Local

February 6, 2019
 

Helping F-35A pilots operate, survive at Red Flag

Tech. Sgt. Anthony Farnsworth, 388th Operations Support Squadron Aircrew Flight Equipment shop, works on flight equipment, Nellis Air Force Base, Nev., Feb. 5, 2019. AFE Airmen manage, check and prepare gear pilots need to fly and also survive in the event of an emergency.

The F-35 is lethal and survivable in almost any environment, but it’s just a machine, unable to do anything without a skilled pilot. Those pilots need gear to interface with the jet, operate and survive. 

Outfitting the pilots is the job of the Airmen in the 388th Operations Support Squadron Aircrew Flight Equipment shop. A handful are currently deployed from Hill Air Force Base, Utah, to Nellis AFB, Nev., for Red Flag 19-1. 

Red Flag is the Air Force’s premier combat training exercise where units from across the Air Force join with allied nations in a “blue force” to combat a “red force” in a variety of challenging scenarios over three weeks. 

“I love it,” Tech. Sgt. Anthony Farnsworth, “We like Red Flag because we get to focus entirely on the job here just like we would if we were actually deployed.”

Airman 1st Class Ryan Joplin, 388th Operations Support Squadron Aircrew Flight Equipment shop, checks a mask, Nellis Air Force Base, Nev., Feb. 5, 2019. AFE Airmen manage, check and prepare gear pilots need to fly and also survive in the event of an emergency.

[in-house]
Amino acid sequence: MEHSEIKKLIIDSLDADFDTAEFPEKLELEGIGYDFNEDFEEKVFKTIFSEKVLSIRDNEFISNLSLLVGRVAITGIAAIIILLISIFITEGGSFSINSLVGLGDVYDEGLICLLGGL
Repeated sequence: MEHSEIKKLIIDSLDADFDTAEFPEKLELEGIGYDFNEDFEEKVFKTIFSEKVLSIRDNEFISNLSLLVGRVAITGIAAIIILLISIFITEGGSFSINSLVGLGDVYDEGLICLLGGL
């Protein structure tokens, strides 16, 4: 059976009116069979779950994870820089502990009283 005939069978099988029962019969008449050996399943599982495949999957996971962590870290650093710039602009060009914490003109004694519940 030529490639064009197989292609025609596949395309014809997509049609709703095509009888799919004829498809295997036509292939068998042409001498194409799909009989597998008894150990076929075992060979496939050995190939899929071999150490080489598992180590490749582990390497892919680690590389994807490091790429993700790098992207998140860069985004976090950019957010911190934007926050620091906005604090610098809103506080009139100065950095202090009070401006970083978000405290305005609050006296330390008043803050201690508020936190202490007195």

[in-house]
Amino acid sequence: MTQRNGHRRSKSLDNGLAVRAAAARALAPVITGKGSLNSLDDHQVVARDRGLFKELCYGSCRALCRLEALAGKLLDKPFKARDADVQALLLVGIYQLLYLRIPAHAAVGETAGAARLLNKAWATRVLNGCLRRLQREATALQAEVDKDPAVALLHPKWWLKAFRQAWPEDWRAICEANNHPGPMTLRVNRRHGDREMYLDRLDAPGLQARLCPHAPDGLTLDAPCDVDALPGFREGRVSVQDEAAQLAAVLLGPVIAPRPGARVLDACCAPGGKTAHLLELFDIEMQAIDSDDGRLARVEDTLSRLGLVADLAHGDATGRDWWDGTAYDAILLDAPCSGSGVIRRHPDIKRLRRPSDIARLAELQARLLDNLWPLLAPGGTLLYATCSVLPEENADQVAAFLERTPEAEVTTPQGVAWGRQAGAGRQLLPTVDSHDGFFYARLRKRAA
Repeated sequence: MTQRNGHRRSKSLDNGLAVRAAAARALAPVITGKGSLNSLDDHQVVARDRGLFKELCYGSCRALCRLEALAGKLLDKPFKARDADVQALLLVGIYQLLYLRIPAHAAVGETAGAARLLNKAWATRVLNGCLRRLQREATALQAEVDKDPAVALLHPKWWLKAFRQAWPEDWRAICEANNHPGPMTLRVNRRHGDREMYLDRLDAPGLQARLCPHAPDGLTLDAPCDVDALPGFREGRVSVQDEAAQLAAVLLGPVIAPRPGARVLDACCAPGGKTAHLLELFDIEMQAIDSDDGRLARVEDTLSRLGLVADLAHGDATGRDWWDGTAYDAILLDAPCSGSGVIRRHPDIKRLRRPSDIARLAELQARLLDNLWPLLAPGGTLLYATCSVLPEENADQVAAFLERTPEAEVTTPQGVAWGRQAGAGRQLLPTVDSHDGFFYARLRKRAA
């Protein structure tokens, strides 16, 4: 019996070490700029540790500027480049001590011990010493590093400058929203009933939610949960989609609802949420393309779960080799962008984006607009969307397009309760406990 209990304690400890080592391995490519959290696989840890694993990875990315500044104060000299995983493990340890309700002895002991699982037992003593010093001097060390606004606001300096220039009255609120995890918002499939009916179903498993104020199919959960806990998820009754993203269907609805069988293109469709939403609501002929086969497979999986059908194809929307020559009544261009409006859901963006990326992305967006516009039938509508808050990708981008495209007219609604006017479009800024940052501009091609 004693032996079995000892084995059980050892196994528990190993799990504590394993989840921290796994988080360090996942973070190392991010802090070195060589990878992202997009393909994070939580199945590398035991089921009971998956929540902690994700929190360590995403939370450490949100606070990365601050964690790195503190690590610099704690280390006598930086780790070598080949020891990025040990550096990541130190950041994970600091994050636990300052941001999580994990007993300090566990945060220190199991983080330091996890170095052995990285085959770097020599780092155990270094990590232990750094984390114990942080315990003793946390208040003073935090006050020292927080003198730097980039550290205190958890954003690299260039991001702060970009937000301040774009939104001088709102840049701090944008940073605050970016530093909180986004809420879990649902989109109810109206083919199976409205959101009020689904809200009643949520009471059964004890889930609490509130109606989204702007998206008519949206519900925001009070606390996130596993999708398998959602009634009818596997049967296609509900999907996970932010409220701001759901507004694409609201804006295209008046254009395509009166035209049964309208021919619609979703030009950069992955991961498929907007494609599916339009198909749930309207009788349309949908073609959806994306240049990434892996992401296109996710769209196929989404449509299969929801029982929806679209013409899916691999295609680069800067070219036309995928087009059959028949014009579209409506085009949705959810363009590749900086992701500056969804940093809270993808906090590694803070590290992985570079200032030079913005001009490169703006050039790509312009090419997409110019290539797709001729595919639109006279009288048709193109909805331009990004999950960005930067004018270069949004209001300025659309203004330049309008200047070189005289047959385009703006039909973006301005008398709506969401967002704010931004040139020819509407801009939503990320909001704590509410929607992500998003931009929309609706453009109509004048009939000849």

Farnsworth and his team show up hours before the mission begins and work on checking and preparing “anything and everything” pilots need to fly the jet or survive in case of an emergency — jackets, harnesses, G-suits, oxygen masks, helmets, survival kits, parachutes.

“I love being part of the F-35 program, because it’s new and advanced” said Airman 1st Class Ryan Joplin. “The helmet is really integrated with the jet and the pilot. We’re responsible for keeping up the helmet and we’re the first one they come to for help.” 

As Joplin inspects helmets, Airman 1st Class Henri Steel uses a compressor to pump air into a G-suit to ensure it can withstand the pressure.

“They need this G-Suit to work. These bladders fill up with air and compress around their legs to keep their blood circulating so they don’t lose consciousness when they’re pulling Gs,” Steel said “I know what I’m doing is important.” 

All of the Airmen say that while the job is rewarding and they know they have a direct impact on the mission, the thing they enjoy most is their relationship with the pilots. 

“We get to see them on a day to day basis, communicate with them,” Joplin said. “It’s nice to relate to them as humans rather than just as uniforms.” 
 

Airman 1st Class Henri Steel, 388th Operations Support Squadron Aircrew Flight Equipment shop, works on flight equipment, Nellis Air Force Base, Nev., Feb. 5, 2019. AFE Airmen manage, check and prepare gear pilots need to fly and also survive in the event of an emergency.

 

Staff Sgt. Brandon Cunningham, 388th Operations Support Squadron Aircrew Flight Equipment shop, works on flight equipment, Nellis Air Force Base, Nev., Feb. 5, 2019. AFE Airmen manage, check and prepare gear pilots need to fly and also survive in the event of an emergency.




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